FIG. 4 presents the cycling data for the first cell and the second cell in the form of a graph showing discharge capacity retention versus cycle number. The first cell has the first preliminary cathode medium with an lithium to transition metal molar ratio of about 1.02:1.00 and the second cell has the second preliminary cathode medium with an lithium to transition metal molar ratio of about 1.05:1.00. The first cell shows a large drop in discharge capacity retention at low cycle numbers. In contrast, the second cell shows a discharge capacity retention higher than 100% at 100 cycles, higher than 98% at 200 cycles, higher than 90% at 400 cycles, higher than 86% at 600 cycles, and higher than 85% at 800 cycles.

EXAMPLE 3

A third preliminary cathode medium was generated. A mixture of Li(OH) and Ni0.8Co0.15Al0.05(OH)x(NO3)y was generated with x=0.86 and y=0.14 and a lithium to transition metal molar ratio of about 1.06:1.00. The mixture was generated by the spray dry method where the Li(OH) and Ni0.8Co0.15Al0.05(OH)x(NO3)y were dissolved in water and sprayed into heated air to evaporate the water. The mixture was calcinated in an oxygen atmosphere at about 720° C. so as to provide a third preliminary cathode medium that includes LiNi0.8Co0.15Al0.05O2.

A fourth preliminary cathode medium was generated. A mixture of Li(OH) and Ni0.8Co0.15Al0.05(OH)x(NO3)y was generated with x=0.86 and y=0.14 and a lithium to transition metal molar ratio of about 1.08:1.00. The mixture was generated by the spray dry method where the Li(OH) and Ni0.8Co0.15Al0.05(OH)x(NO3)y were dissolved in water and sprayed into heated air to evaporate the water. The mixture was calcinated in an oxygen atmosphere at about 720° C. so as to provide a fourth preliminary cathode medium that includes LiNi0.8Co0.15Al0.05O2.

Gravimetric analyses were performed on the first preliminary cathode medium, the second preliminary cathode medium, the third preliminary cathode medium, and the fourth preliminary cathode medium. The thermo gravimetric analyses were performed using a Perkin Elmer TG/TDA 6300 at a scan speed of 5° C./minute from 30° C. to 900° C. with an air flow of 200 ml/min.

Each thermo gravimetric analysis was used to determine the percentage of weight loss that occurs between 690° C. and 750° C. FIG. 5 illustrates the results of the thermo gravimetric analyses as a graph of the percentage weight loss versus the lithium to transition metal molar ratio. FIG. 5 illustrates an approximately linear relationship between the percentage weight loss versus the lithium to transition metal molar ratio. The percentage of weight loss that occurs between 690° C. and 750° C. during a thermo gravimetric analysis of other samples can be compared to the relationship illustrated in FIG. 5 to approximate the molar ratio of lithium:transition metal in the sample.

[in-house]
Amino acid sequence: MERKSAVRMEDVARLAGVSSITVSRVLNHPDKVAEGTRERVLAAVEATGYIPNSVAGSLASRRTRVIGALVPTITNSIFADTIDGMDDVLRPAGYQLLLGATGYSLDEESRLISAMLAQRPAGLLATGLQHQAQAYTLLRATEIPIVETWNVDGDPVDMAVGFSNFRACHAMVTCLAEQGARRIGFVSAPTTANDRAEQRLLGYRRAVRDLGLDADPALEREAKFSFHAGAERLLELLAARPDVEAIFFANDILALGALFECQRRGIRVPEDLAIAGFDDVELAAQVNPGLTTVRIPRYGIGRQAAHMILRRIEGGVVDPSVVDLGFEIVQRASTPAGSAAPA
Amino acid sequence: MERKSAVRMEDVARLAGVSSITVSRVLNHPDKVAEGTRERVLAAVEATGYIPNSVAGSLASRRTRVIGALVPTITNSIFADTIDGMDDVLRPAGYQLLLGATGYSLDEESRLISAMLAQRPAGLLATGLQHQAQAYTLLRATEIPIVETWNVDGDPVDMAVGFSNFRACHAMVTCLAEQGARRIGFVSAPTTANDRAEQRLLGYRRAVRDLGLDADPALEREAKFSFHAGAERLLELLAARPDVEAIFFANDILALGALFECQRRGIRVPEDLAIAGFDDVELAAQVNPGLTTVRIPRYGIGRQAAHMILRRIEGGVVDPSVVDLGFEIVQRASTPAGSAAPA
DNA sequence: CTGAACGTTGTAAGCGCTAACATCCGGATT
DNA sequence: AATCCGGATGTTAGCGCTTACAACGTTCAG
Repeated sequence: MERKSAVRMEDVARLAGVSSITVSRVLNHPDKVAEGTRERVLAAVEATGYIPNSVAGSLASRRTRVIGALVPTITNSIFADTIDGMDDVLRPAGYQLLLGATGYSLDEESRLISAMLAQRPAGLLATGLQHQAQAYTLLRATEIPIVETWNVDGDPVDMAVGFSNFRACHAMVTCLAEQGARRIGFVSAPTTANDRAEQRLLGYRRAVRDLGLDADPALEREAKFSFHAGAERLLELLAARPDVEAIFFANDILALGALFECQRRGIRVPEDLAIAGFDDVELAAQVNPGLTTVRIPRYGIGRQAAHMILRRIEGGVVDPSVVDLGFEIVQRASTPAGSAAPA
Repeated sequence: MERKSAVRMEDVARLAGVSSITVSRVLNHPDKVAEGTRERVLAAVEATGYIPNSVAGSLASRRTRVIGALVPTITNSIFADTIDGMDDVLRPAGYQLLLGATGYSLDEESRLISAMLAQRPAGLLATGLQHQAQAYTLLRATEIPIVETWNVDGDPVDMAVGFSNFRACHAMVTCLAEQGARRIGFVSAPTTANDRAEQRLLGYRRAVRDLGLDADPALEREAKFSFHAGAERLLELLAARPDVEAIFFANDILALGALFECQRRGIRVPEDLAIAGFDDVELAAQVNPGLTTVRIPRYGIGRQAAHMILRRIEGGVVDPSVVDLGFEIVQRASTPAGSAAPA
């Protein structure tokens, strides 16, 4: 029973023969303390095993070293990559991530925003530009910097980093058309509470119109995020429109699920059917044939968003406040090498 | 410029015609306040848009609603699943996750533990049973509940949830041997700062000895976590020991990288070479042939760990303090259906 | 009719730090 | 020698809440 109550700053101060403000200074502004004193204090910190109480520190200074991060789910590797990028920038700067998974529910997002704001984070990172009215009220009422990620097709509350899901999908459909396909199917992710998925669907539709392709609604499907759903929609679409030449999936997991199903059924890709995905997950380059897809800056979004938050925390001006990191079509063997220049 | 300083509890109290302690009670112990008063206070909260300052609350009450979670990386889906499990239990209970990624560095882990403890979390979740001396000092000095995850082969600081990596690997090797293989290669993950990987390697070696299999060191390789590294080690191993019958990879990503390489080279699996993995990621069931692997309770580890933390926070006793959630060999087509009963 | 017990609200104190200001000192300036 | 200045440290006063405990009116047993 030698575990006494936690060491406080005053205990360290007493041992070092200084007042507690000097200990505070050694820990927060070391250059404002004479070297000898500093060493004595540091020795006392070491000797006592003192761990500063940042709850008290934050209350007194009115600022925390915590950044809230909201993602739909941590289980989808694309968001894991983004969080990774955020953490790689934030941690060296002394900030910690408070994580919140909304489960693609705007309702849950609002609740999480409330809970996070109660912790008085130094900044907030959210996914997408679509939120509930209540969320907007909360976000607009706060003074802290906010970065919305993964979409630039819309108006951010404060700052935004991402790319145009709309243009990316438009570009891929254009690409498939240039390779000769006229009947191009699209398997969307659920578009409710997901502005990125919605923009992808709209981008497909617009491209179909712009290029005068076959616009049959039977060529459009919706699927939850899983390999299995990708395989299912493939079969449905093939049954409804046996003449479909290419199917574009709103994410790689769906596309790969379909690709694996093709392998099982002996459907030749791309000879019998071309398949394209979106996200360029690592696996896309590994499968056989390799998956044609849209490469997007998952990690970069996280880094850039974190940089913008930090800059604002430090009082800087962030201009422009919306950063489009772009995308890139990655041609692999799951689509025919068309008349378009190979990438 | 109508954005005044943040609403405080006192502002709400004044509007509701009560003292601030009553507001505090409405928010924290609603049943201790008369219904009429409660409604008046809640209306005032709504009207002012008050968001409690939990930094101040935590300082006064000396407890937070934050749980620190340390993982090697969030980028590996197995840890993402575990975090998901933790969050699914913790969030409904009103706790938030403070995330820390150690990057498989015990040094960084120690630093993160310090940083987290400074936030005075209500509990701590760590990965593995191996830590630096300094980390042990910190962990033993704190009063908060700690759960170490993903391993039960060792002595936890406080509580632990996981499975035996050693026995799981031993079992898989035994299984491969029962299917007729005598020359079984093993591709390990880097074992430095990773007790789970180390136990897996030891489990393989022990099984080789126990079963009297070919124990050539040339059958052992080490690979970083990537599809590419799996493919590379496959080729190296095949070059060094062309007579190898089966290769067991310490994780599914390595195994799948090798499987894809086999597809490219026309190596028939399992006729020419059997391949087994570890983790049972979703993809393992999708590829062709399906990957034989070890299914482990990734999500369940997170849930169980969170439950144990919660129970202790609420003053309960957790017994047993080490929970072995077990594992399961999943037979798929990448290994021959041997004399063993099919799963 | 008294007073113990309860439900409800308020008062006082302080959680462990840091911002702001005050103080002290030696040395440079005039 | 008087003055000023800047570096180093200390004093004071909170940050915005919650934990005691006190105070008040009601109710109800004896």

Other embodiments, combinations and modifications of this invention will occur readily to those of ordinary skill in the art in view of these teachings. Therefore, this invention is to be limited only by the following claims, which include all such embodiments and modifications when viewed in conjunction with the above specification and accompanying drawings.

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Referenced by
Citing PatentFiling datePublication dateApplicantTitle
US8377598 *Sep 21, 2007Feb 19, 2013Sony CorporationBattery having an electrolytic solution containing difluoroethylene carbonate
Classifications
U.S. Classification29/623.5, 29/623.1, 429/231.1, 429/231.3
International ClassificationH01M10/38
Cooperative ClassificationH01M4/0471, H01M4/62, H01M4/485, H01M2010/4292, H01M10/0525, H01M4/1391, H01M4/628, H01M4/505, H01M4/366, H01M4/131, H01M4/525, G01N5/04, Y02E60/122